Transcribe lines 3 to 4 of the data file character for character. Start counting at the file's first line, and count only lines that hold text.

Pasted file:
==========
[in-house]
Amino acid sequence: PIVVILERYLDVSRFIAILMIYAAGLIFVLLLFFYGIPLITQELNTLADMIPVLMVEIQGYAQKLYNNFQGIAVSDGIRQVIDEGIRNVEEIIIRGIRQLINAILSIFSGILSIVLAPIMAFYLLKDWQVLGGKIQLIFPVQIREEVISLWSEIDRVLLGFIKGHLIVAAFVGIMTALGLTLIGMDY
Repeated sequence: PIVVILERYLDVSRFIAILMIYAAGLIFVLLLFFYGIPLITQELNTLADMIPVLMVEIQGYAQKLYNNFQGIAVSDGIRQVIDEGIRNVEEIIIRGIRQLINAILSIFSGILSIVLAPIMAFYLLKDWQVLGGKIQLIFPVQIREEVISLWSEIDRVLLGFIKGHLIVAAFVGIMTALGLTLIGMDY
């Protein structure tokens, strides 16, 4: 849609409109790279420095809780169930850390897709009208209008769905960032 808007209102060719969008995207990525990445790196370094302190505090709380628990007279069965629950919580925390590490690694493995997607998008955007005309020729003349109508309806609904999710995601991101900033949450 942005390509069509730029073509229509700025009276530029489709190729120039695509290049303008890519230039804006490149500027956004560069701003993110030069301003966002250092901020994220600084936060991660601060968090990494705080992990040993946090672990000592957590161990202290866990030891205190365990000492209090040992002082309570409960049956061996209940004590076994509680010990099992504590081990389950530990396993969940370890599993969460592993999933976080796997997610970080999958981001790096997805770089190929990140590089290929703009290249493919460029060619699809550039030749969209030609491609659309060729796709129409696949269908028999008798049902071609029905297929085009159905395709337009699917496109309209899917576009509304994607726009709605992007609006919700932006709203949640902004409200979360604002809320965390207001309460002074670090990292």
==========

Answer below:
Repeated sequence: PIVVILERYLDVSRFIAILMIYAAGLIFVLLLFFYGIPLITQELNTLADMIPVLMVEIQGYAQKLYNNFQGIAVSDGIRQVIDEGIRNVEEIIIRGIRQLINAILSIFSGILSIVLAPIMAFYLLKDWQVLGGKIQLIFPVQIREEVISLWSEIDRVLLGFIKGHLIVAAFVGIMTALGLTLIGMDY
């Protein structure tokens, strides 16, 4: 849609409109790279420095809780169930850390897709009208209008769905960032 808007209102060719969008995207990525990445790196370094302190505090709380628990007279069965629950919580925390590490690694493995997607998008955007005309020729003349109508309806609904999710995601991101900033949450 942005390509069509730029073509229509700025009276530029489709190729120039695509290049303008890519230039804006490149500027956004560069701003993110030069301003966002250092901020994220600084936060991660601060968090990494705080992990040993946090672990000592957590161990202290866990030891205190365990000492209090040992002082309570409960049956061996209940004590076994509680010990099992504590081990389950530990396993969940370890599993969460592993999933976080796997997610970080999958981001790096997805770089190929990140590089290929703009290249493919460029060619699809550039030749969209030609491609659309060729796709129409696949269908028999008798049902071609029905297929085009159905395709337009699917496109309209899917576009509304994607726009709605992007609006919700932006709203949640902004409200979360604002809320965390207001309460002074670090990292």